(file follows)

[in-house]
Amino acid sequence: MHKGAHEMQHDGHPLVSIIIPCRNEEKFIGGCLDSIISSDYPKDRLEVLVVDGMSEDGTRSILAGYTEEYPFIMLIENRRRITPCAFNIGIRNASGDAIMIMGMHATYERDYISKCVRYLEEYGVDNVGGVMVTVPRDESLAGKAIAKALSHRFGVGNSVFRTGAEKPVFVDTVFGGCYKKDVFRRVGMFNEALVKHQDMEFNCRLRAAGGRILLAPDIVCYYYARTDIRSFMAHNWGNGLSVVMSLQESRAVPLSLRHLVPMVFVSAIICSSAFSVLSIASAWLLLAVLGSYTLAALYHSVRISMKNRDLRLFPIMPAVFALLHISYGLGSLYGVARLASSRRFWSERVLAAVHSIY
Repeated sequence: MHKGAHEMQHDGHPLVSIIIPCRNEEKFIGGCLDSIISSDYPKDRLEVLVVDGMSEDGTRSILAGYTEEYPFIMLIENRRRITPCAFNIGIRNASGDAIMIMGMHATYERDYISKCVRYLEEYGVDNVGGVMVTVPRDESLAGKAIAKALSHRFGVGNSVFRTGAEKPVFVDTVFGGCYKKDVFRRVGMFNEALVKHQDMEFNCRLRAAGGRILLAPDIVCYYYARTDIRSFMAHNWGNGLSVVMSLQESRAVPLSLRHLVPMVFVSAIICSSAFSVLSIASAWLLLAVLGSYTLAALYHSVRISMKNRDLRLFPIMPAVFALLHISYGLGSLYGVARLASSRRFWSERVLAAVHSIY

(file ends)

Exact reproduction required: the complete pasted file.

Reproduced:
[in-house]
Amino acid sequence: MHKGAHEMQHDGHPLVSIIIPCRNEEKFIGGCLDSIISSDYPKDRLEVLVVDGMSEDGTRSILAGYTEEYPFIMLIENRRRITPCAFNIGIRNASGDAIMIMGMHATYERDYISKCVRYLEEYGVDNVGGVMVTVPRDESLAGKAIAKALSHRFGVGNSVFRTGAEKPVFVDTVFGGCYKKDVFRRVGMFNEALVKHQDMEFNCRLRAAGGRILLAPDIVCYYYARTDIRSFMAHNWGNGLSVVMSLQESRAVPLSLRHLVPMVFVSAIICSSAFSVLSIASAWLLLAVLGSYTLAALYHSVRISMKNRDLRLFPIMPAVFALLHISYGLGSLYGVARLASSRRFWSERVLAAVHSIY
Repeated sequence: MHKGAHEMQHDGHPLVSIIIPCRNEEKFIGGCLDSIISSDYPKDRLEVLVVDGMSEDGTRSILAGYTEEYPFIMLIENRRRITPCAFNIGIRNASGDAIMIMGMHATYERDYISKCVRYLEEYGVDNVGGVMVTVPRDESLAGKAIAKALSHRFGVGNSVFRTGAEKPVFVDTVFGGCYKKDVFRRVGMFNEALVKHQDMEFNCRLRAAGGRILLAPDIVCYYYARTDIRSFMAHNWGNGLSVVMSLQESRAVPLSLRHLVPMVFVSAIICSSAFSVLSIASAWLLLAVLGSYTLAALYHSVRISMKNRDLRLFPIMPAVFALLHISYGLGSLYGVARLASSRRFWSERVLAAVHSIY